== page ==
Judge who made landmark same-sex marriage ruling says someone thanks her every single week

Margaret Marshall who legalised equal marriage

The judge who legalised equal marriage in Massachusetts in 2003, the first US state to do so, has said that she is thanked by strangers at least once a week.

Margaret Marshall, originally from South Africa, was the first woman and first immigrant to become chief justice of the Massachusetts supreme judicial court in its 328-year history.

In 2003 she wrote the 4 – 3 majority opinion in the Goodridge v. Deptartment of Public Health, which legalised same-sex marriage in the state.

The landmark case was brought by GLBTQ Legal Advocates & Defenders (GLAD), on behalf of seven same-sex couples who had been denied the right to marry, against the Massachusetts Department of Health.

Marshall, who has since retired, wrote in the decision: “Here, the plaintiffs seek only to be married, not to undermine the institution of civil marriage.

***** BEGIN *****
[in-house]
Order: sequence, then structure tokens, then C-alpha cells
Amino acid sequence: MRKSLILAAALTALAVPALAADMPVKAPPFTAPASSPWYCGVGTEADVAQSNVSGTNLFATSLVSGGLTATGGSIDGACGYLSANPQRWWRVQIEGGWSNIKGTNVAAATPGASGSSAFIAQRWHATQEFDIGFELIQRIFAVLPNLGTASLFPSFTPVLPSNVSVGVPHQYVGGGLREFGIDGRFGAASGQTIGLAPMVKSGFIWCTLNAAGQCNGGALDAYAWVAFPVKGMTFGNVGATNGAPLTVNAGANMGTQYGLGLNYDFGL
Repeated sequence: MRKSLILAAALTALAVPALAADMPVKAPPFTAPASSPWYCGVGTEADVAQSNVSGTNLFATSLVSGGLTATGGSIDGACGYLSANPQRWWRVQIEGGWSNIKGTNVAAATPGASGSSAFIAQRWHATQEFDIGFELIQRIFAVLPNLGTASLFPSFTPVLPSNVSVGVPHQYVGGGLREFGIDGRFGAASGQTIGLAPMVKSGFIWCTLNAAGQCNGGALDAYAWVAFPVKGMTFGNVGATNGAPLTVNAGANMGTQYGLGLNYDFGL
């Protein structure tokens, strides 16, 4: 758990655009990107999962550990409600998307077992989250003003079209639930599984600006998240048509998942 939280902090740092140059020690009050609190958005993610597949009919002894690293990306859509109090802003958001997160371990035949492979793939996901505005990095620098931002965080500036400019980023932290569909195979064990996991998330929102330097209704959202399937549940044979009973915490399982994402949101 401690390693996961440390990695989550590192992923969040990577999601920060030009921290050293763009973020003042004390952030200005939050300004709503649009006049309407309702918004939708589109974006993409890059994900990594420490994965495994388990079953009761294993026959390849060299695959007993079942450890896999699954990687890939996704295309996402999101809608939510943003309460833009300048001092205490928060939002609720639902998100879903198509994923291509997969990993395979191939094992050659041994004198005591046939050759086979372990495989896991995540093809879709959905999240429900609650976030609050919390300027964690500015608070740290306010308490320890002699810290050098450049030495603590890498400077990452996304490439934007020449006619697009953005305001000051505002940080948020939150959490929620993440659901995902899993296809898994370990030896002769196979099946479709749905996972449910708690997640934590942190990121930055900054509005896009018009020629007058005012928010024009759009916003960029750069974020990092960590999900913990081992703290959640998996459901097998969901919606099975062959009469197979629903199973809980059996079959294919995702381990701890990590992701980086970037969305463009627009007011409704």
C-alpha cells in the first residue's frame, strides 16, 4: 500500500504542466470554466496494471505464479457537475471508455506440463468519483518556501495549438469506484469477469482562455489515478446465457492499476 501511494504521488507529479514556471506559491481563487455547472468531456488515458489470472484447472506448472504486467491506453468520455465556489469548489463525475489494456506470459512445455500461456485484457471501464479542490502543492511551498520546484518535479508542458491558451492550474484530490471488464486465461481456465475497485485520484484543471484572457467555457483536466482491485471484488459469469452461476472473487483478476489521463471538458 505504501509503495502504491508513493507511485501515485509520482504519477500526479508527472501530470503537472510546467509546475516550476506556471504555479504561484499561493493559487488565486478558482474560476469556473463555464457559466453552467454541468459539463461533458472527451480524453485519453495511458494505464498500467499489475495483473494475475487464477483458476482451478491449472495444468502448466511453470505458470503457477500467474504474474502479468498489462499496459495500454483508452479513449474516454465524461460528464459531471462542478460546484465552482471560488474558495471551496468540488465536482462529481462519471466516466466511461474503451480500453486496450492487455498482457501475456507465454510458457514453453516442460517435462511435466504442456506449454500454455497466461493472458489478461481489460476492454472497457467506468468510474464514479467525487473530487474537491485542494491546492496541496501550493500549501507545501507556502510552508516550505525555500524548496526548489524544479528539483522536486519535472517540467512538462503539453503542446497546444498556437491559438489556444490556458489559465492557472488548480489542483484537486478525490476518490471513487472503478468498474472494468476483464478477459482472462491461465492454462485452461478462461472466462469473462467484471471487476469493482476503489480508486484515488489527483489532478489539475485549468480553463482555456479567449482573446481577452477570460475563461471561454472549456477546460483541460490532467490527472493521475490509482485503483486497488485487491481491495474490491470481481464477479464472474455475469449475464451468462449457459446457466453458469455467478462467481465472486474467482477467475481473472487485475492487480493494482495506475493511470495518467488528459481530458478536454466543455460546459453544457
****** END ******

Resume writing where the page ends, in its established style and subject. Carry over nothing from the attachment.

“They do not want marriage abolished… Recognizing the right of an individual to marry a person of the same sex will not diminish the validity or dignity of opposite-sex marriage, any more than recognizing the right of an individual to marry a person of a different race devalues the marriage of a person who marries someone of her own race.

“If anything, extending civil marriage to same-sex couples reinforces the importance of marriage to individuals and communities.

“That same-sex couples are willing to embrace marriage’s solemn obligations of exclusivity, mutual support, and commitment to one another is a testament to the enduring place of marriage in our laws and in the human spirit.”

The ruling received a huge amount of backlash, with religious Conservatives desperately trying to delay or reverse it, but on May 17, 2004, the first marriage licenses were issued to same-sex couples.

By 2010, five more states had followed suit and in 2015 the US Supreme Court made equal marriage legal for the entire country.

Speaking at Duke University School of Law, the 75-year-old said: “Goodridge was in November 2003. There has not been one week, anywhere in the world, where someone hasn’t come up to me and said: ‘Thank you.'”

In an interview with NPR in 2014, Marshall said: “Massachusetts is one small part of the United States. It never occurred to me that this would be, in any sense, a groundbreaking decision.”